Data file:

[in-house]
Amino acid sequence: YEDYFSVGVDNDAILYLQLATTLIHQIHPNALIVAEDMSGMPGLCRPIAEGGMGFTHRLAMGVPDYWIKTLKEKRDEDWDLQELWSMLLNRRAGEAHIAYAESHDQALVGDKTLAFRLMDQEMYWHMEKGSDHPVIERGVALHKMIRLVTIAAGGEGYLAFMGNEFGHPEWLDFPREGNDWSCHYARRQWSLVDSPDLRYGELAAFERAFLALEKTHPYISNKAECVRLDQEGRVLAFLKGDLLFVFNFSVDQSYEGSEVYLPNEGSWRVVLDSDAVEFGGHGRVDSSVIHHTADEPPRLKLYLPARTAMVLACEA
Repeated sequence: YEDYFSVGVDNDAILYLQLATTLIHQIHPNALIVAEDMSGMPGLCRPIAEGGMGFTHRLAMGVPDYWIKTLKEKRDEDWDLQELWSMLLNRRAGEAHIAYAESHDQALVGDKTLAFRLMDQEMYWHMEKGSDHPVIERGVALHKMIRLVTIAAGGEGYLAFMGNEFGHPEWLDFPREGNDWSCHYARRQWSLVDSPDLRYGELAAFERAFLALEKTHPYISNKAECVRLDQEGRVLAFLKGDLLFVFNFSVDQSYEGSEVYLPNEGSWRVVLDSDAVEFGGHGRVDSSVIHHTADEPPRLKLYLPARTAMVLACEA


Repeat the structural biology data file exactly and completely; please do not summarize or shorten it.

[in-house]
Amino acid sequence: YEDYFSVGVDNDAILYLQLATTLIHQIHPNALIVAEDMSGMPGLCRPIAEGGMGFTHRLAMGVPDYWIKTLKEKRDEDWDLQELWSMLLNRRAGEAHIAYAESHDQALVGDKTLAFRLMDQEMYWHMEKGSDHPVIERGVALHKMIRLVTIAAGGEGYLAFMGNEFGHPEWLDFPREGNDWSCHYARRQWSLVDSPDLRYGELAAFERAFLALEKTHPYISNKAECVRLDQEGRVLAFLKGDLLFVFNFSVDQSYEGSEVYLPNEGSWRVVLDSDAVEFGGHGRVDSSVIHHTADEPPRLKLYLPARTAMVLACEA
Repeated sequence: YEDYFSVGVDNDAILYLQLATTLIHQIHPNALIVAEDMSGMPGLCRPIAEGGMGFTHRLAMGVPDYWIKTLKEKRDEDWDLQELWSMLLNRRAGEAHIAYAESHDQALVGDKTLAFRLMDQEMYWHMEKGSDHPVIERGVALHKMIRLVTIAAGGEGYLAFMGNEFGHPEWLDFPREGNDWSCHYARRQWSLVDSPDLRYGELAAFERAFLALEKTHPYISNKAECVRLDQEGRVLAFLKGDLLFVFNFSVDQSYEGSEVYLPNEGSWRVVLDSDAVEFGGHGRVDSSVIHHTADEPPRLKLYLPARTAMVLACEA